The islands of So (So-do) and Hwangto (Hwangto-do) have been pummeled multiple times. Most recently in April and August 2017, December 2016, and March 2016. This video, originally from the Korean Central News Agency, discusses the August drills and shows images of the islands.
Both islands lie off the Kalma Peninsula, which is where the Kalma Airport is located (North Korea's recently modernized airport). Kalma is also the site of two rocket launch pads and has seen at least one failed rocket test.
So Island is approx. 6.7 km east of the tip of Kalma (among a small group of islands) and, farther south, Hwangto Island is 2.45 km east of the beach. At the tip of the peninsula are several villas, a sanitarium, and a possible hotel.
(Click on images for larger view)
Without further ado, here are the island martyrs.
So Island has a more recent history. Prior to 2014, the island appears to have served as a small outpost, perhaps for local fisherman. It contained a few buildings on the western side, and the rest was left alone. The buildings were demolished in late 2014.
So Island is a mere 460 meters by 293 meters at its widest points. As noted earlier, So Island was the target of an artillery drill in December 2016. The image below shows the results of that barrage.
This is a picture from the Korean Central News Agency showing the island being hit during the 2017 drill. The large island seen the background is Sin-do.
Image Source: TheSun.co.uk
Next is Hwangto Island, which has a longer history of being a bombardment target.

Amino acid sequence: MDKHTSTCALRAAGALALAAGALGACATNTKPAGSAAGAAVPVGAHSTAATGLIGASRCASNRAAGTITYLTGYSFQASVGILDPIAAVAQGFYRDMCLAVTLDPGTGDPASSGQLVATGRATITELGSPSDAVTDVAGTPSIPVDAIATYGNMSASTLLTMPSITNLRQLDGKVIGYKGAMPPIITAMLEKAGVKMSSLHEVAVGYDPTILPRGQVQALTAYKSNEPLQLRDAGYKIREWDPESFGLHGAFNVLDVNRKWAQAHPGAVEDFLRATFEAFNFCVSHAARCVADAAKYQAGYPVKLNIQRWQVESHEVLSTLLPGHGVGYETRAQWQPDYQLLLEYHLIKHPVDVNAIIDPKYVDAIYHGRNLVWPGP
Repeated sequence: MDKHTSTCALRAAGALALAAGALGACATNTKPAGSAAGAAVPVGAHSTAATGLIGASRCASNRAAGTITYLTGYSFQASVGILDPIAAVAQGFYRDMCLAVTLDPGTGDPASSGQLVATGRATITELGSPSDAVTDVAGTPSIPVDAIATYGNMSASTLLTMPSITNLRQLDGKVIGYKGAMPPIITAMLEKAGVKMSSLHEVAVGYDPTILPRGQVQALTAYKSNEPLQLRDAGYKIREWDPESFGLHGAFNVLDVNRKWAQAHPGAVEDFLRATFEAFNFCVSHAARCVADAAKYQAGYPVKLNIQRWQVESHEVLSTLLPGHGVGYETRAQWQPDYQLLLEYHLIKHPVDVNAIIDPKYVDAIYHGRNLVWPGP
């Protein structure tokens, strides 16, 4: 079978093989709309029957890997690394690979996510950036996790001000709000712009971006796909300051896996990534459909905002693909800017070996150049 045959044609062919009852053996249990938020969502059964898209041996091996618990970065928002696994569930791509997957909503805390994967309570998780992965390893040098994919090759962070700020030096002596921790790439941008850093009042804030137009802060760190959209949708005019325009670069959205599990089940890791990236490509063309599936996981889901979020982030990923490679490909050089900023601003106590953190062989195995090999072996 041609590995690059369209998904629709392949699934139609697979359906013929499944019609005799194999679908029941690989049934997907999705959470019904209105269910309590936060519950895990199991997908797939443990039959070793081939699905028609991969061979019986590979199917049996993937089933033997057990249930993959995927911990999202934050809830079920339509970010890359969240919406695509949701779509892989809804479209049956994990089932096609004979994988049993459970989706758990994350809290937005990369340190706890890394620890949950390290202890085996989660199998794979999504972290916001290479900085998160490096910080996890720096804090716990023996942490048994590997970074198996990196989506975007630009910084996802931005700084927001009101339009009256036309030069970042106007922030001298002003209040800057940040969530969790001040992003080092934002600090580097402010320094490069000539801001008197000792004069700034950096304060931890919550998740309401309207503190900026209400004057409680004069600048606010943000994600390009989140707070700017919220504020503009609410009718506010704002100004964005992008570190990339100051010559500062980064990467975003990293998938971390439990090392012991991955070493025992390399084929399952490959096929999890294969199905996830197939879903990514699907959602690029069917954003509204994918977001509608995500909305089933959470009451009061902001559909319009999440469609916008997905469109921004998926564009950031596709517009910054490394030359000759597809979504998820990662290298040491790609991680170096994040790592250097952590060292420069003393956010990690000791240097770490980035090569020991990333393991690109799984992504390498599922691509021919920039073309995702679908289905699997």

Hwangto is slightly larger than So at 587 meters by 295 meters. In the image below, shelling damage can be seen from a drill that occurred not too long before May 17, 2011. There is also a small building that has been demolished.
On both islands, the structures seem to have been manually demolished rather than destroyed as a result of artillery.
The above image shows the various prepared firing positions along the beach at Kalma. These sites are angled to line up with the the target on Hwangto Island.
In this KCTV picture from April 2017, the firepower displayed is rather impressive. An estimated 400 pieces of artillery were used.
The below image is the most recent on Google Earth. Dated Dec. 8, 2016, you can see the damage done from additional artillery drills as well as a new target. That target was used during the April 2017 drill.
Thanks to the support of OpenDPRK, I can now show you the results of this recent onslaught.
The largest craters are 10-13 meters in diameter.
These displays of might happen a few times each year and usually coincide with major holidays or as a response to US-ROK drills.
I wonder how many more artillery drills it will take before the cliffs at So Island collapse?
--Jacob Bogle, 8/30/2017